Sexually Transmitted Infections

Happy couple

About one in three travelers will have sex with a new partner while on a trip. The excitement of being in another country and meeting new people may lead travelers to engage in risky behaviors that can lead to sexually transmitted infections (STIs), including HIV, gonorrhea chlamydia, and syphilis. Some people travel for “Sex tourism” which is defined as travel planned specifically for the purpose of sex, generally to a country where sex work is legal.

STIs may occur without any signs or symptoms, so you may not realize that you or a partner is infected. While most STIs are treatable — some can cause serious health problems if left untreated. 

The following activities put you at risk for STIs

  • Having anal, vaginal, or oral sex without a condom
  • Having multiple sex partners
  • Having anonymous sex partners
  • Having sex while under the influence of drugs or alcohol which can lower inhibitions and result in greater sexual risk taking.

Take steps to protect yourself

Not having sex or having sex with one uninfected partner are the most reliable ways to avoid getting and spreading STIs. However, if you have sex with new partners during your trip, take steps to protect yourself and your partners.

Colorful condoms
  • Use a new condom, consistently and correctly, for every act of vaginal, anal, and oral sex throughout the entire sex act (from start to finish). Bring condoms from the United States, because those in other countries may not be up to U.S. quality standards.
  • Get vaccinated for hepatitis A and hepatitis B before you travel, both viruses can be spread through sex.
  • Talk to your doctor about an HPV (human papillomavirus) vaccine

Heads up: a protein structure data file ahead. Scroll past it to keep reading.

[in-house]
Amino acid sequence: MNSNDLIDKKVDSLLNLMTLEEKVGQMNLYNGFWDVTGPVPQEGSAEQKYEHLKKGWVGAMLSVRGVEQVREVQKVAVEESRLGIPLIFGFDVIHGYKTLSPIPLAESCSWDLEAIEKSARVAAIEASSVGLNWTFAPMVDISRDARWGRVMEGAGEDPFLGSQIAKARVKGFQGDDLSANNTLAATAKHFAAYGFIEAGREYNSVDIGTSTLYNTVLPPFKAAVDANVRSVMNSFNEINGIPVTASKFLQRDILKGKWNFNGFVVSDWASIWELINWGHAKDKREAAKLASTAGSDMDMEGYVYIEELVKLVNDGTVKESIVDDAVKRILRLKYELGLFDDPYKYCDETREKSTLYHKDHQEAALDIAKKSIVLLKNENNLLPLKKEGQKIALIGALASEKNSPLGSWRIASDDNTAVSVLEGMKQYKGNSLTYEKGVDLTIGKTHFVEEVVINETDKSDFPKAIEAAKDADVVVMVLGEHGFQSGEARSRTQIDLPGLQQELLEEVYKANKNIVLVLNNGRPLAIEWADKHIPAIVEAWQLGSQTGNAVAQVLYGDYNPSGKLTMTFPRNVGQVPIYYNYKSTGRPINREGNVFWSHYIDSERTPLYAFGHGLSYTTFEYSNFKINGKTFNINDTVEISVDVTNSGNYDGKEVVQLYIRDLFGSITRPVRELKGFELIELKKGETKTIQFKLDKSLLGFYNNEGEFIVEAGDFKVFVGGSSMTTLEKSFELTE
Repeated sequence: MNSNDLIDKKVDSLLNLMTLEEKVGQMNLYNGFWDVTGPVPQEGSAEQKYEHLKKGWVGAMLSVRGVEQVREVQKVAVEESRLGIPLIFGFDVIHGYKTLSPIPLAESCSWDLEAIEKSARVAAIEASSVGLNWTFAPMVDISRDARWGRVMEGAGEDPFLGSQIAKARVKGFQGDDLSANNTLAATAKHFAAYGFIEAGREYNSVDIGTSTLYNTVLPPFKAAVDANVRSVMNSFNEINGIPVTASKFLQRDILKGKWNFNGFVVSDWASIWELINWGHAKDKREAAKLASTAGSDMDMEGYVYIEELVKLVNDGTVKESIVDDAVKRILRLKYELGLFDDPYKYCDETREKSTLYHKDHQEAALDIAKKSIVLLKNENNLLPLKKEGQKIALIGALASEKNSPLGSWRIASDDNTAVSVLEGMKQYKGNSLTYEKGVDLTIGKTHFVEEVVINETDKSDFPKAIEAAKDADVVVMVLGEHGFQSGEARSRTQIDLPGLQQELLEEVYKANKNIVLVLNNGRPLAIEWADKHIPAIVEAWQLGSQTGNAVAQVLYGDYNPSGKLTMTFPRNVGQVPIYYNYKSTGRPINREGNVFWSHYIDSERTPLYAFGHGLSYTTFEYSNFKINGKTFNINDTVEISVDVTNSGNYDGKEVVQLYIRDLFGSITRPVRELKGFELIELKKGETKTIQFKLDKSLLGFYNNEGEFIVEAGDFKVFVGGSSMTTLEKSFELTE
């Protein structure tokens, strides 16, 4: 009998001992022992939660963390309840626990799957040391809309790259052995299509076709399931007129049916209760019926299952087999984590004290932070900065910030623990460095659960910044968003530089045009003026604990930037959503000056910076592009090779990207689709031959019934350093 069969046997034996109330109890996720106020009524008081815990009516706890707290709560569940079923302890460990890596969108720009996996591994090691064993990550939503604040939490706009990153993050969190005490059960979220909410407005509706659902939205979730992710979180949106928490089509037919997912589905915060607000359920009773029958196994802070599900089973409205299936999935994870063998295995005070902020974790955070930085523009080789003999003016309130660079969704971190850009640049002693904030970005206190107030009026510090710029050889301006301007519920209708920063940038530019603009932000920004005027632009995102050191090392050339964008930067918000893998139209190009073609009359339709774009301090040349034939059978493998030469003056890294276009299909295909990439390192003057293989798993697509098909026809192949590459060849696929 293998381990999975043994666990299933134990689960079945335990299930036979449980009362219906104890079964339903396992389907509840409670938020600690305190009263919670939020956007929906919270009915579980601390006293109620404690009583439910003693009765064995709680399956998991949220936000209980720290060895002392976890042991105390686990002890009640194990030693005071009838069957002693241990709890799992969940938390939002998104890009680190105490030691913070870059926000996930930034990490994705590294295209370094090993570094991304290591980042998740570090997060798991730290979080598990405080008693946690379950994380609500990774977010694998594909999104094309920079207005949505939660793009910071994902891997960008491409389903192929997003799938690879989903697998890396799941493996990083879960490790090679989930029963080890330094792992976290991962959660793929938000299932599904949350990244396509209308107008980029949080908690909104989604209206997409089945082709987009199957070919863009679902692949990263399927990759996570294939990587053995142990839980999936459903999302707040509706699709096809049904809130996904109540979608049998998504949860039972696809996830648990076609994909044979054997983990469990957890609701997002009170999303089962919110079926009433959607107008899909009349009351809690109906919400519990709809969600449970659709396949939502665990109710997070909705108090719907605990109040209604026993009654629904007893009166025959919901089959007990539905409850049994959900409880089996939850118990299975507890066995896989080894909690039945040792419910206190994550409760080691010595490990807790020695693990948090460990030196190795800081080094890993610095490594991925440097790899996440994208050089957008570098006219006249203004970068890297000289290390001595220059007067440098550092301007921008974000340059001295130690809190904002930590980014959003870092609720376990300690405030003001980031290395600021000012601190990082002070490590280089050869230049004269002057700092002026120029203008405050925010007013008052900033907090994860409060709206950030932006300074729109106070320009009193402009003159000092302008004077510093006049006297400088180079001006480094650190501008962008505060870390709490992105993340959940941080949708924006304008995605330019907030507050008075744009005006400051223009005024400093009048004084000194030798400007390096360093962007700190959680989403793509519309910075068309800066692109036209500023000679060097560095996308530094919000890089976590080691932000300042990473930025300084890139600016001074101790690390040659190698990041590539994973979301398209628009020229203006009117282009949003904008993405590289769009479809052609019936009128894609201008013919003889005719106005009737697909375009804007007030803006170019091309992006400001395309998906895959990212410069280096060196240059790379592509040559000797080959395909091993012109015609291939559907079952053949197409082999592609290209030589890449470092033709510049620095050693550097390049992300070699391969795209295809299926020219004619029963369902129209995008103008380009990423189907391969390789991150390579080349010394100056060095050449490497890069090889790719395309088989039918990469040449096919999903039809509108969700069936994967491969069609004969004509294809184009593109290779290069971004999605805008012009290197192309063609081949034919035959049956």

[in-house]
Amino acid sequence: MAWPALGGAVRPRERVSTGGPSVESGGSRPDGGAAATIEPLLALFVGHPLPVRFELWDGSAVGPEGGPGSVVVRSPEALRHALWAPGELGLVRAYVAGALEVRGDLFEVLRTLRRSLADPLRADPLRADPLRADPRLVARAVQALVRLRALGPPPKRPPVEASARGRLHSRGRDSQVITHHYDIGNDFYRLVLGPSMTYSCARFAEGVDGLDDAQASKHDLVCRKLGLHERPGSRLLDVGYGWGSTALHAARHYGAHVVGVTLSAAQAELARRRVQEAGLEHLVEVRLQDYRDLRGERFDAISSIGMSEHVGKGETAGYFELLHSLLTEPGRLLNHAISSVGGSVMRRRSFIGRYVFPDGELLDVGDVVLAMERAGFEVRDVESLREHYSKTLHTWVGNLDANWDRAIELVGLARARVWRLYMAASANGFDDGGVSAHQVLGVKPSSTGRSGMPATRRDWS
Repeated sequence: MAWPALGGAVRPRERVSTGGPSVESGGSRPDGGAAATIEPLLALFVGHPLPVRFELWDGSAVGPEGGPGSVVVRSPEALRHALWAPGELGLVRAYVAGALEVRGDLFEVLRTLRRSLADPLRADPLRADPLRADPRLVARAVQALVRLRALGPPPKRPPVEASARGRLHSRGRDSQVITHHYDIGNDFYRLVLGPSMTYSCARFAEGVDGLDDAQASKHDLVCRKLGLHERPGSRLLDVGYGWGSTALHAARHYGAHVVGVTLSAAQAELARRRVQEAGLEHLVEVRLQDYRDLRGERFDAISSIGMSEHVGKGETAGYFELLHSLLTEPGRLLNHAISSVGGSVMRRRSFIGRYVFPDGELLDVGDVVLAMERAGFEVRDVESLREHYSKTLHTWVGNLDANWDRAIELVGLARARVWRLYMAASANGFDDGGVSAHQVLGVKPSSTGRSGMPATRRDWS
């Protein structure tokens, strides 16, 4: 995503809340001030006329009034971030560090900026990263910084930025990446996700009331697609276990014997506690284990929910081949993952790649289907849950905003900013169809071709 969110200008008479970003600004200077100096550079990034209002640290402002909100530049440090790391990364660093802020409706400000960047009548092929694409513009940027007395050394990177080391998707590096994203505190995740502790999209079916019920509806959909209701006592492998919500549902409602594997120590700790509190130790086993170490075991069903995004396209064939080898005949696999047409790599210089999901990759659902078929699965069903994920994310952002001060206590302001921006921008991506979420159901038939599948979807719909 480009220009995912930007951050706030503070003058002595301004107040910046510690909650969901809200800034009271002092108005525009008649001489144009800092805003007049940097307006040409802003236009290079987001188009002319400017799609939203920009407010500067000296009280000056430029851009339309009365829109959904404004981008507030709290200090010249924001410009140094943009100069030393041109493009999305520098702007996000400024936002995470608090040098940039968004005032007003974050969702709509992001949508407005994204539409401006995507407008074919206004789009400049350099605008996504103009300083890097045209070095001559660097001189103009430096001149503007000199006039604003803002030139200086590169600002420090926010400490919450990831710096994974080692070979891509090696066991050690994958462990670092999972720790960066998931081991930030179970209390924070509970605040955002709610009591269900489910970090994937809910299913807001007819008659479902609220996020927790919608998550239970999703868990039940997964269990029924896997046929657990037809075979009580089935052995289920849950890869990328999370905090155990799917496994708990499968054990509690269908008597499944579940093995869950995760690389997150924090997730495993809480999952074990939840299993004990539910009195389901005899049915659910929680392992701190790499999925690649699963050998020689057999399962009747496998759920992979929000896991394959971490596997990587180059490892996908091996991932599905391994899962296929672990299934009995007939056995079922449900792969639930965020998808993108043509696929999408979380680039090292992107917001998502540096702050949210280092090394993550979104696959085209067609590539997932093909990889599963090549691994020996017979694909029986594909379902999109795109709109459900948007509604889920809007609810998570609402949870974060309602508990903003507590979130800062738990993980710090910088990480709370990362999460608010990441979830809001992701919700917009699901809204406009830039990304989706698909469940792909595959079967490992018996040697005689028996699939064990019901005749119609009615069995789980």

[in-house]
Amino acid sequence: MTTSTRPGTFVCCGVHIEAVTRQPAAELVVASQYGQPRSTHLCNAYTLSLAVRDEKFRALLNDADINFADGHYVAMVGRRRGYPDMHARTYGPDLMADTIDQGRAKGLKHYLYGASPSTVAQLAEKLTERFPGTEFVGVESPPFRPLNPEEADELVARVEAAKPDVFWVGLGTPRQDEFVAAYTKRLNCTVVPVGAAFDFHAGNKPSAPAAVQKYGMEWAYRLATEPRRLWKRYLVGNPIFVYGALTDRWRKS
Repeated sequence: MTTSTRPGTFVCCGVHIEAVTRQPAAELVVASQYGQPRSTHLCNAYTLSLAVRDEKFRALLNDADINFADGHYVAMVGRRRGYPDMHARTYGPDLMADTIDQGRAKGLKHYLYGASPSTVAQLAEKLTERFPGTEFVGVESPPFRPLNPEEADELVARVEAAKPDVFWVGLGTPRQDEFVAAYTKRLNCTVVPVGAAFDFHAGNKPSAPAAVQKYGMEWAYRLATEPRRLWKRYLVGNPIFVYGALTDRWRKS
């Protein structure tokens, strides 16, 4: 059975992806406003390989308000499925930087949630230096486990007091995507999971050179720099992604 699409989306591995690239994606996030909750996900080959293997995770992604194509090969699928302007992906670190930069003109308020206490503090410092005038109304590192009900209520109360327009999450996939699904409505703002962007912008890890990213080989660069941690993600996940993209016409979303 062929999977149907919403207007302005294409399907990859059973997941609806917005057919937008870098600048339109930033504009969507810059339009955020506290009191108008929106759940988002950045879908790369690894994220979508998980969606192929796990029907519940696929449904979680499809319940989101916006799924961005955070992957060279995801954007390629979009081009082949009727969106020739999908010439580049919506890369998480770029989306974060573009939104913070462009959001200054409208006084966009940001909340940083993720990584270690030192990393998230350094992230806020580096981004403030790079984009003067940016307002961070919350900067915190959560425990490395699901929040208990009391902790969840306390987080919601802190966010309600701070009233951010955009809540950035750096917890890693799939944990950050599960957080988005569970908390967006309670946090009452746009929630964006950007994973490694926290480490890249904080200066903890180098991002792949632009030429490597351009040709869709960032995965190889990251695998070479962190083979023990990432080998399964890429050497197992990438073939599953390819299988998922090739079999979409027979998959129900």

• If you are concerned about HIV, talk with your health care provider about PrEP, or pre-exposure prophylaxis. It is usually a pill or a shot.

The symptoms of STIs are different depending on the infection. Many STIs don’t cause any symptoms at all. When symptoms do occur, you may experience:

  • Pain when you urinate or have sex
  • Discharge from the vagina, penis, or anus
  • Unexplained rash, sores, or ulcers on your skin, genitals, or throat
  • Jaundice (yellow color of the skin and eyes)

Seek treatment early

Treating STIs early is important to prevent more serious and long-term complications and to prevent spreading infection to your partners. If you are sexually active, talk to your healthcare provider about getting tested for STIs. If you have symptoms take the following steps.

  • Do not have sex.
  • See your healthcare provider.
  • Be open and honest with your provider, tell them about recent sexual history and international travel. Some are more common in some countries.
  • If your provider diagnoses you with an STI, notify your recent sex partners. Your partners may also be infected and may need to get tested and treated.

After Travel


If you traveled and feel sick, particularly if you have a fever, talk to a healthcare provider and tell them about your travel. 

If you need medical care abroad, see Getting Health Care During Travel.


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